2/9 the open() function


I DID get the right answer.

class Point3D(object):
    def __init__(self, x, y, z):
        self.x = x
        self.y = y
        self.z = z
    return "(%d, %d, %d)" % (self.x, self.y, self.z)

my_point = Point3D(1, 2, 3)

print my_point

what i want to know is why everything fed to open() must be in string form?


Hi, @benley_maniac,

The code you posted applies to a different exercise from the one that presents the open function.

To open a file, you must supply the file name. It must be a string, however, you can use a variable or other expression to supply that name, if you want, provided that the value represents a valid file name. The mode must also be a string, but again, it can be any expression that resolves to a valid mode.


ok, maybe I didn't get the right answer...

actually, I probably just pasted the wrong code. :smile:

but the question was why in STRING form, when every other function can accept any form (except for type specific functions of course) IE, this is the only function I know of where you have to CHANGE everything into a string, even things that are not strings.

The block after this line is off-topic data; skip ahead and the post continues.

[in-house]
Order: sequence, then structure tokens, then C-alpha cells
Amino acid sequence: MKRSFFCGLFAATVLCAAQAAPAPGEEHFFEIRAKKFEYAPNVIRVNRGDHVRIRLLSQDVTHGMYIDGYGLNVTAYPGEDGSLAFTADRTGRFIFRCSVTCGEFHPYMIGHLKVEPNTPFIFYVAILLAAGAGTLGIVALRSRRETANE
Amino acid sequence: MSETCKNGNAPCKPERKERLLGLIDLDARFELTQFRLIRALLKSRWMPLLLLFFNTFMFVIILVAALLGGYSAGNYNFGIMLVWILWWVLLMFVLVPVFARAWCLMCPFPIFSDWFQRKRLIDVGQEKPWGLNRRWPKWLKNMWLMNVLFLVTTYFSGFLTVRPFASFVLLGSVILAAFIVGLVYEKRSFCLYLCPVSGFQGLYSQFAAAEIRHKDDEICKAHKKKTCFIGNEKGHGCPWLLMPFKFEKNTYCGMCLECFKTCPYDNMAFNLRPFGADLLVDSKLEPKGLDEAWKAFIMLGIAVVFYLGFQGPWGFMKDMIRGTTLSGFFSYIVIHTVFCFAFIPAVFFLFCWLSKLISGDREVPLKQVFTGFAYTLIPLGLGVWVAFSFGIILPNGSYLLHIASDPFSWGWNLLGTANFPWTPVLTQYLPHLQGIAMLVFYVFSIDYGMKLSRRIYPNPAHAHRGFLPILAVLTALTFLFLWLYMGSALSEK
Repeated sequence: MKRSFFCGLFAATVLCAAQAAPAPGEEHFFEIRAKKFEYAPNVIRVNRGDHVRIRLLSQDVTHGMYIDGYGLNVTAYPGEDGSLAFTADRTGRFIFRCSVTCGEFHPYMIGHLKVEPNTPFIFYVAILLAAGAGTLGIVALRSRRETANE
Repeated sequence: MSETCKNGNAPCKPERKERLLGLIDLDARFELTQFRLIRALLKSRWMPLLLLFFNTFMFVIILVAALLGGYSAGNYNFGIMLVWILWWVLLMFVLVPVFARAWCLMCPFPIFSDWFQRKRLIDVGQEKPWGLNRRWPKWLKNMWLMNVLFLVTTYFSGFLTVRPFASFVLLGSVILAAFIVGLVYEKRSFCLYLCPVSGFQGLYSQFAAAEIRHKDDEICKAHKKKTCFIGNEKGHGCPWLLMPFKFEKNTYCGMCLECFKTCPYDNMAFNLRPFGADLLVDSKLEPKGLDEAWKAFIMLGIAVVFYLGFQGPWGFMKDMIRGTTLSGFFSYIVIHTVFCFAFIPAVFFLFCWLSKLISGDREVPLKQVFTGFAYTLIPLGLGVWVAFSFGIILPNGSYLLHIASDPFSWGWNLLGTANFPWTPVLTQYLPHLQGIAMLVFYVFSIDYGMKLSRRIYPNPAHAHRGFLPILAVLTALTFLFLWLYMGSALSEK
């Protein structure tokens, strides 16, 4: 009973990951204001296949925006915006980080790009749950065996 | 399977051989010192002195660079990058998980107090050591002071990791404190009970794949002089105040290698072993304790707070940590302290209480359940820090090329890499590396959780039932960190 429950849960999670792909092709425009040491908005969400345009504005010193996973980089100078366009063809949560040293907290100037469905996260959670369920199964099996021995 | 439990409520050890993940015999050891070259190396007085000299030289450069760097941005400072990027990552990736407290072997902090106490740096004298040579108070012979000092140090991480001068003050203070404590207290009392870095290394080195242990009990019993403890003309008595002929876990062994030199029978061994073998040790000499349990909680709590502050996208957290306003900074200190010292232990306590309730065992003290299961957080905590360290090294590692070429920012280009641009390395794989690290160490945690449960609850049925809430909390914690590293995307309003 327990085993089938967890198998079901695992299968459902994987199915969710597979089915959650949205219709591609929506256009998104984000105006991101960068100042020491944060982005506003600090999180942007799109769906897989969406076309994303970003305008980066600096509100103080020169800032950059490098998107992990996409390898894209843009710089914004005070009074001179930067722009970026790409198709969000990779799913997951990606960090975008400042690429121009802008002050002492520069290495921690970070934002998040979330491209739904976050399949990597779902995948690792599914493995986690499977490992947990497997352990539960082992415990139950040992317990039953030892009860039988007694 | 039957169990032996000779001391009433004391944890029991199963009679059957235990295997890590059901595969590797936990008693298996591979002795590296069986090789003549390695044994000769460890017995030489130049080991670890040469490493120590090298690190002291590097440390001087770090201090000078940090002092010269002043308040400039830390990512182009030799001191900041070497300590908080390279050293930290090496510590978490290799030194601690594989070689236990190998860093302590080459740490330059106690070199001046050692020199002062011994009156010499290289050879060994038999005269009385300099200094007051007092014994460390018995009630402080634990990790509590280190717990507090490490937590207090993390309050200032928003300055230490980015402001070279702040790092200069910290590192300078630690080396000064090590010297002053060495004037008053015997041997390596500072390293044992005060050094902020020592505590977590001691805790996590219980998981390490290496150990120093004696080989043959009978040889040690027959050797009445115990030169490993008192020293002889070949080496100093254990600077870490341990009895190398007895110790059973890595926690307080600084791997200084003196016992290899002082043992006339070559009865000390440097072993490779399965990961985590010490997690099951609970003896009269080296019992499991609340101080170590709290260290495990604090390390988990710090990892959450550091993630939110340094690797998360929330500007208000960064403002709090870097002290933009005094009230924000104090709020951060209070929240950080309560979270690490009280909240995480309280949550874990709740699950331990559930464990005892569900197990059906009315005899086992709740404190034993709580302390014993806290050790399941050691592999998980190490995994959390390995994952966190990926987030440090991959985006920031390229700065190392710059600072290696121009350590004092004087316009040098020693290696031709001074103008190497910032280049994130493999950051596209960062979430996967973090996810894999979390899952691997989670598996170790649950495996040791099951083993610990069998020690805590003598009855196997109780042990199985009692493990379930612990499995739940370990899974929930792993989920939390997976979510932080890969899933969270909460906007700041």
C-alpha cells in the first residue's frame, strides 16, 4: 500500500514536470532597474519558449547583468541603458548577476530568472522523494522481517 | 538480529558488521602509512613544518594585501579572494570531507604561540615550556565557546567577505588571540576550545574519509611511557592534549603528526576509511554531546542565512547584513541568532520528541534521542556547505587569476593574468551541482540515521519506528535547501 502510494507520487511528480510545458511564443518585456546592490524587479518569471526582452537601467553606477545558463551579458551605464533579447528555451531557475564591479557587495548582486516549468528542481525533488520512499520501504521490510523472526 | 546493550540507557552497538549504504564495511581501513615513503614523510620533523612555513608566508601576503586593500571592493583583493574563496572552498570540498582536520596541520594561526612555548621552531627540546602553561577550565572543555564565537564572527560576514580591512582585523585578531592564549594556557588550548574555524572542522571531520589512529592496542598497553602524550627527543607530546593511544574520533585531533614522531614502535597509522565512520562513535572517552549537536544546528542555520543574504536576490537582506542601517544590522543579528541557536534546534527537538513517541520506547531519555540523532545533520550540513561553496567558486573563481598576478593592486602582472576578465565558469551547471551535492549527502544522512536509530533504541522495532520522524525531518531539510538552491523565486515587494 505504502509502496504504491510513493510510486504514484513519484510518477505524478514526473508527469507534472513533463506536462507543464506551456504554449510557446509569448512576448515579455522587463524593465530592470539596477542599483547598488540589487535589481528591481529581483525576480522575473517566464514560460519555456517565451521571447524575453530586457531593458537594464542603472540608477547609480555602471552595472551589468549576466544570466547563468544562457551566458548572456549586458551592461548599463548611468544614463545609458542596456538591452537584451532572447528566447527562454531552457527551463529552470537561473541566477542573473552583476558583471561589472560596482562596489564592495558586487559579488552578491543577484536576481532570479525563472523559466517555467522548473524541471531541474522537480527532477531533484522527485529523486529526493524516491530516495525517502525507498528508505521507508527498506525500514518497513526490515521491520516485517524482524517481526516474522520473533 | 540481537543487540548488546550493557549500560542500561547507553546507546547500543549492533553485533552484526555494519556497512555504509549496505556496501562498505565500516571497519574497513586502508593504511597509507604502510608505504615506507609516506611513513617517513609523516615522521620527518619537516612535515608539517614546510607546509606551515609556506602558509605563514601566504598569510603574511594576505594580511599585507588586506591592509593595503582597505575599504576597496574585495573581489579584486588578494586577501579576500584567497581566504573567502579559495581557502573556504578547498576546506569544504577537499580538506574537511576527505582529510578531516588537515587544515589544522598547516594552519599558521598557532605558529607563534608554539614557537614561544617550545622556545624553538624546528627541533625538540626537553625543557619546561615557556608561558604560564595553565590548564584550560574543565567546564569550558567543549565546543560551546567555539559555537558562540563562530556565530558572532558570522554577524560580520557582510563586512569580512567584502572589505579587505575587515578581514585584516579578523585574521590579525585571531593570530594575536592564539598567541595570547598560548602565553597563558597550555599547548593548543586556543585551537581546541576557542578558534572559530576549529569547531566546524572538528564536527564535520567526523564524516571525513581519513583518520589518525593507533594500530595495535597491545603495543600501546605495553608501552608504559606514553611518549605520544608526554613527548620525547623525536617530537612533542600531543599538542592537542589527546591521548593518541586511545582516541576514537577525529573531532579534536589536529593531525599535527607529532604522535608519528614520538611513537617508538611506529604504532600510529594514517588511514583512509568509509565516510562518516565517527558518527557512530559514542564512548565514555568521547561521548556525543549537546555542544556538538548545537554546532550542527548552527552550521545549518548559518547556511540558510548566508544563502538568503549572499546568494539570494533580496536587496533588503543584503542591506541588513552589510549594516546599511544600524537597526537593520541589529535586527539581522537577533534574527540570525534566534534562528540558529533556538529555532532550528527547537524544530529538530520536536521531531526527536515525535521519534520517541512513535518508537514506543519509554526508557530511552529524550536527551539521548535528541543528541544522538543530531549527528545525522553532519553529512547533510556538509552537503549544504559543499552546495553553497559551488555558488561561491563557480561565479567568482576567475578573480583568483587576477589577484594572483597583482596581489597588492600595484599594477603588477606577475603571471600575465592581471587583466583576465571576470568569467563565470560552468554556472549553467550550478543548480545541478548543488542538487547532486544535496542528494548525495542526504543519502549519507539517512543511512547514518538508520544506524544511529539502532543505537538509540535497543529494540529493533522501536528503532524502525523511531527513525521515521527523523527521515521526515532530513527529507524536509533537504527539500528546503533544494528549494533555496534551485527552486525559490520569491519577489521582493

What am I doing wrong? I am getting th error:

Traceback (most recent call last):
File "python", line 1, in
IOError: [Errno 2] No such file or directory: 'output.txt'

Here is my code:

my_file = open("output.txt", "r+")


A teacher came to help me, so now it's solved, but I still don't know why it doesn't work:

my_file = open("output.txt", "w")
my_file = open("output.txt", "r+")

Why do you have to open the file with "w" mode before doing it with "r+" mode ?


I believe that's because when you open a file in Python with "w" or "a", it will create the file if it doesn't exist. "r" only reads the file in the working directory - it will not create the file if it doesn't exist. The problem with this section is likely because they don't have the file existing in the working directory.


In the hint , it says "r+" is write and read mode.
So 'r+' mode can write but still can not create a file?


I'm confused by this as well. 'w' just writes the file, so 'r+' should do what 'w' does in addition to the read feature.

Is this a bug? Seems like r+ would've been enough to complete the exercise. The lesson doesn't say all these exercises have to begin with the 'w' line of code.


The solution is simply to open the file in the write mode ("w") and then open it in the read mode("r"), I have no idea why this should be done but at least it works for me.


@javapro67515 your code works for me. But still I'm confused why I have to use the "W" function as it was not in the instruction. But thanks for your code.

Happy Coding :slightly_smiling:


ive tried it now without the opening output “r+” and it works!
my_file = open(“output.txt”, “r+”)